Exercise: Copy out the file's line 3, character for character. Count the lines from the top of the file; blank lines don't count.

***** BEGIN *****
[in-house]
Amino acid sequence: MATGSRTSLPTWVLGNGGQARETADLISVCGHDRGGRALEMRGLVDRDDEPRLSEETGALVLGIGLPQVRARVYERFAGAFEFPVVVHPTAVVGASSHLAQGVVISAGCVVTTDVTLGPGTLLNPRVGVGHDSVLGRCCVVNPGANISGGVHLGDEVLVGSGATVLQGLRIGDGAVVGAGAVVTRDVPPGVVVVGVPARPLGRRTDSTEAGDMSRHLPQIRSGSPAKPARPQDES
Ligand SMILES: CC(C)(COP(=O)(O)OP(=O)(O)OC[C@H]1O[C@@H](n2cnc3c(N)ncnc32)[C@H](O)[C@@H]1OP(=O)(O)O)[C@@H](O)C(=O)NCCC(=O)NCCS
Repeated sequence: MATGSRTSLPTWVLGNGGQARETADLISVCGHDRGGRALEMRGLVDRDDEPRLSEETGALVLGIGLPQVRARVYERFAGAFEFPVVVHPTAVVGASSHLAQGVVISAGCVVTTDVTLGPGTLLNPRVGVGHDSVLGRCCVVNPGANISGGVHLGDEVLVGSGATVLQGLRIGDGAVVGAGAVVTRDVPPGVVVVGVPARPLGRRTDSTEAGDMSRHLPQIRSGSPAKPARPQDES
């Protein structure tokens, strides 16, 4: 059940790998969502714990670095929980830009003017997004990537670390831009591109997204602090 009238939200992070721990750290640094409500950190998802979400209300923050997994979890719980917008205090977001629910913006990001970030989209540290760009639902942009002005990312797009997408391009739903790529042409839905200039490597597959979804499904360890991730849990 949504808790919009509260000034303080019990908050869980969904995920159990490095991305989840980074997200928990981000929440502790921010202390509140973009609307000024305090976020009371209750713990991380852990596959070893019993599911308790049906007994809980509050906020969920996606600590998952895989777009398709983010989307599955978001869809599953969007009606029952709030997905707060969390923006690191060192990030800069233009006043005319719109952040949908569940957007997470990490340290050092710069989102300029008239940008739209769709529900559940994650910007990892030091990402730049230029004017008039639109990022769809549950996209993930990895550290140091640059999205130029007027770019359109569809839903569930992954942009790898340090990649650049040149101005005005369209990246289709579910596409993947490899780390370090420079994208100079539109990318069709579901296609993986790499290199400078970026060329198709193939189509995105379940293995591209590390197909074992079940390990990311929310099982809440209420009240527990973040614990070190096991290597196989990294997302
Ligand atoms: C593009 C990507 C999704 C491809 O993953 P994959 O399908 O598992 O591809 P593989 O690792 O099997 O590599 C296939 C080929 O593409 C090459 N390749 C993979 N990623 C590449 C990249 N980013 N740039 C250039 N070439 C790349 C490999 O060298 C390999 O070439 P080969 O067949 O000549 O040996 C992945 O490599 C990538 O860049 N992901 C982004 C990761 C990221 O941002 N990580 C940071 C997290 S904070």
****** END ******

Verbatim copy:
Ligand SMILES: CC(C)(COP(=O)(O)OP(=O)(O)OC[C@H]1O[C@@H](n2cnc3c(N)ncnc32)[C@H](O)[C@@H]1OP(=O)(O)O)[C@@H](O)C(=O)NCCC(=O)NCCS